A new app is looking to succeed in the ambient location market where others have failed. SocialRadar provides real-time information about the people around you. It connects to the user's Twitter, Facebook, LinkedIn, Foursquare, Instagram and Google+ accounts to pull in data about their whereabouts and recent activities.
Ambient location apps are not a new idea. There are plenty available, but there is a general feeling that they have failed to fulfill their promise. Moreover, no one ambient location app has ever moved into the mainstream in the same way that social apps like WhatsApp, Instagram or SnapChat have.
SocialRadar hopes to change that. The app tells users which of their contacts or connections are close-by, how they know each other and what those connections have been up to. It is proactively touting its privacy credentials, which give users control over what information they share.
"This is an app that will be commonplace and on everyone's smartphone within 3-5 years," predicts SocialRadar's President & CEO Michael Chasen, who was the founder of online education platform Blackboard that sold in 2012 for US$1.64 billion. "It's not dissimilar to Google Maps in the sense that, before that, no-one used to carry around a map or an atlas in their pocket unless they needed to."
These are lofty ambitions and comparisons, but are not necessarily unfounded. SocialRadar has raised $12.75 million in Series A funding and has little in the way of immediate competition. It has been downloaded over 22,000 times since being soft-launched in the US at the end of January, with the firm yet to begin its marketing or user acquisition activities. Instead, the company has used this initial roll-out as a means of gaining user feedback and making improvements.
The idea for the app was conceived while Chasen was working at Blackboard. "I was spending a lot of time on college campuses and seeing trends before they became mainstream, like Facebook at Harvard," he explains to Gizmag. "A lot of students were starting to share location like other social information. I was fascinated by the fact that there are a billion smartphones in the world that act as location beacons and all this social information in the cloud but no-one had combined them."
SocialRadar works on the premise that the user can walk into a bar and use the app to immediately find out information about who is there, how you are connected to them and what they have been up to recently. When users open it, the main screen provides an overview of how many people are close-by and how many of them are friends, friends of friends and favorites. The distance to search can be set from the main screen, as can a user's visibility settings, with options of public, friends-only, anonymous and invisible.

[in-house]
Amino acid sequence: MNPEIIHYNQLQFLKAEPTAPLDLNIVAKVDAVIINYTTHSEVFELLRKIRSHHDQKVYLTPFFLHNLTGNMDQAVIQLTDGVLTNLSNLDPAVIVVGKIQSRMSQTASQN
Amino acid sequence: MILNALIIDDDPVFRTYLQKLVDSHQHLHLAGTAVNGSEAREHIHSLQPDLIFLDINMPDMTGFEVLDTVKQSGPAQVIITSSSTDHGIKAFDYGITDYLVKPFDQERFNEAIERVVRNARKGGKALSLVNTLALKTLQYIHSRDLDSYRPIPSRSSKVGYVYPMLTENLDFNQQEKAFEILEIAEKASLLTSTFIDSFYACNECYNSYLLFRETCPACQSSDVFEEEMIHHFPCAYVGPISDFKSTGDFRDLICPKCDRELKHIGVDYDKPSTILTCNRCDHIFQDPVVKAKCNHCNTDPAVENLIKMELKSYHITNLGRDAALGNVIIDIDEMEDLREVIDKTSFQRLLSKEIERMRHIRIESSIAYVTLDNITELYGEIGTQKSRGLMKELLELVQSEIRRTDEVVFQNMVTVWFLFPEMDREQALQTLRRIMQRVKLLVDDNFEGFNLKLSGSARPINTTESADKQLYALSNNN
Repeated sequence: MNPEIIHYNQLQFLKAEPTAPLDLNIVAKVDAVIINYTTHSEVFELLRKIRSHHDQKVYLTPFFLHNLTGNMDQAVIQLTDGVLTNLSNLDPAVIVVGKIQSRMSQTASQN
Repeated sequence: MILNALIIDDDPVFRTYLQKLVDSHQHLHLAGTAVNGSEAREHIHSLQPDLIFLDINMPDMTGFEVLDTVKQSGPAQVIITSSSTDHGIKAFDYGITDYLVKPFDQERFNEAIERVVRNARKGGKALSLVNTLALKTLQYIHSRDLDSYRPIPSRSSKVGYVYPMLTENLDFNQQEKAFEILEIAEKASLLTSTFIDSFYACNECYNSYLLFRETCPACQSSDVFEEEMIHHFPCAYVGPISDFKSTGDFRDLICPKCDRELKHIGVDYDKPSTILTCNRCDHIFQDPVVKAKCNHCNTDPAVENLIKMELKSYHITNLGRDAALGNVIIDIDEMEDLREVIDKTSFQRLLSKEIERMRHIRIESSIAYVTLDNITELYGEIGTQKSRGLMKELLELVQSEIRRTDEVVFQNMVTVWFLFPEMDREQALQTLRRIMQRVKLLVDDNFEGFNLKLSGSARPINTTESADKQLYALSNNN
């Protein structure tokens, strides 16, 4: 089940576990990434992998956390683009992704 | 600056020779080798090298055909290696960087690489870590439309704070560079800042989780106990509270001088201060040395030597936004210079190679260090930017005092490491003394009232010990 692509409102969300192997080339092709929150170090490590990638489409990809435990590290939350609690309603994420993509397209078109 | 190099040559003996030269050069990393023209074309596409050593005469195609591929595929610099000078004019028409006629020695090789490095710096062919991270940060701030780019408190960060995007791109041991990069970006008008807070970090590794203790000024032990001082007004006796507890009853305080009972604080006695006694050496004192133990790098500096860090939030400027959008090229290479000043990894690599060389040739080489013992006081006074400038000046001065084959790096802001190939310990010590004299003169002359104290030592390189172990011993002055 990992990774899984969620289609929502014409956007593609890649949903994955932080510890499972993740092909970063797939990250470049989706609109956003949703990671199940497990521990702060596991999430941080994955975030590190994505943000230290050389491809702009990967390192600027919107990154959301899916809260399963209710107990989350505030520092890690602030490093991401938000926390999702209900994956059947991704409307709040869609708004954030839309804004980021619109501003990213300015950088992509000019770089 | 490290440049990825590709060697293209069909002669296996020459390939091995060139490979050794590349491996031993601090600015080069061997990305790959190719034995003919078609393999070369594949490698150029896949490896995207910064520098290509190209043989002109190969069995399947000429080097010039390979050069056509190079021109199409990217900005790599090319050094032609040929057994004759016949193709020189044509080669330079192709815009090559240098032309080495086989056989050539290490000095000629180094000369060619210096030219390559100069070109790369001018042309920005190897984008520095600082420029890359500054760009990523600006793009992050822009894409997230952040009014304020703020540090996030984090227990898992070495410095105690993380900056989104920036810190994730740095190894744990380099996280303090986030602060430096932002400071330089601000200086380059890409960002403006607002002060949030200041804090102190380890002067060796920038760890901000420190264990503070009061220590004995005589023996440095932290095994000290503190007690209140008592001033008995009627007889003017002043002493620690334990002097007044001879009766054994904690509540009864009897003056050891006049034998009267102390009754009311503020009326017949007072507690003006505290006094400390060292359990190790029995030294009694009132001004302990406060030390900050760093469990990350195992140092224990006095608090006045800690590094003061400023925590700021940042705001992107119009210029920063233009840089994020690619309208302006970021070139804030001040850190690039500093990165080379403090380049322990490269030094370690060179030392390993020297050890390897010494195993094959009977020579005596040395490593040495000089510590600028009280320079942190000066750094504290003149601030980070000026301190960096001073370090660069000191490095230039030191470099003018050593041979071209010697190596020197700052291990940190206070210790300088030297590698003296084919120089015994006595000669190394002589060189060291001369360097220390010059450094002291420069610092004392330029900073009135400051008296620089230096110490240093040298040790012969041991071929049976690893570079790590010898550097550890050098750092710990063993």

Users that are close-by can be shown in a list with snippets of information or on a map. A major benefit of SocialRadar is that it doesn't necessarily need other people to be registered in order for them to be displayed. As well as its own data, it uses information that is readily available from other services, such as check-ins and geo-tagged updates from Facebook and Twitter. When asked how many connections are shown in this way, Chasen was enthused. "It was more than I thought," he says, "Even when I was the only person on SocialRadar I could see about 80 of my friends on the map."
The ability for a user to see where all their connections are at a glance naturally raises some questions about privacy, but Chasen points out that SocialRadar doesn't use any data that isn't already available to the user. Furthermore, he says, privacy has been considered from the very beginning by a dedicated team of security experts. He notes, though, that when offered the choice, users have tended to leave themselves showing publicly on SocialRadar.
"A lot of people are obviously talking about privacy," he says. "It isn't so much an issue about sharing though, its about control. The top feature people have requested for SocialRadar is control over what they share."
The similarity between SocialRadar and the initial uncomfortable visions of how Google Glass could be used to instantly identify and pull up information about the people around you is made more notable for the planned release of a Glass app. Chasen argues, however, that most of those initial concerns about Glass were to do with the potential use of facial recognition, a practice that Google has banned. What's more, he feels that it doesn't matter.
"Facial recognition is not necessary when everyone has a device in their pocket," he says. He suggests that SocialRadar should be something that people look at when they arrive somewhere and then put back in their pocket; that it should be used to provide a social heads-up, not as an immersive experience.
Chasen believes that SocialRadar provides features that other ambient location apps do not, and that this will make it a success. Though several apps will tell users when their friends check-in nearby, SocialRadar aims to provide real-time information about the people around them. It also provides a greater level of personalization and customization. Users can set filters for the type of people they want to see, such as old college classmates within 5 miles (8 km).
Whether SocialRadar will succeed or not, only time will tell. Chasen believes its broad integration with other services will help it to spread virally, and he's clearly excited about its potential. "When I started Blackboard it wasn't to raise a bunch of capital, it was because I thought the Internet could change education. This is a technology that can change the world. I'm excited to be part of it."
SocialRadar is available now for free on iOS, with Google Glass and Android apps expected this year.
The video below provides an introduction to SocialRadar.
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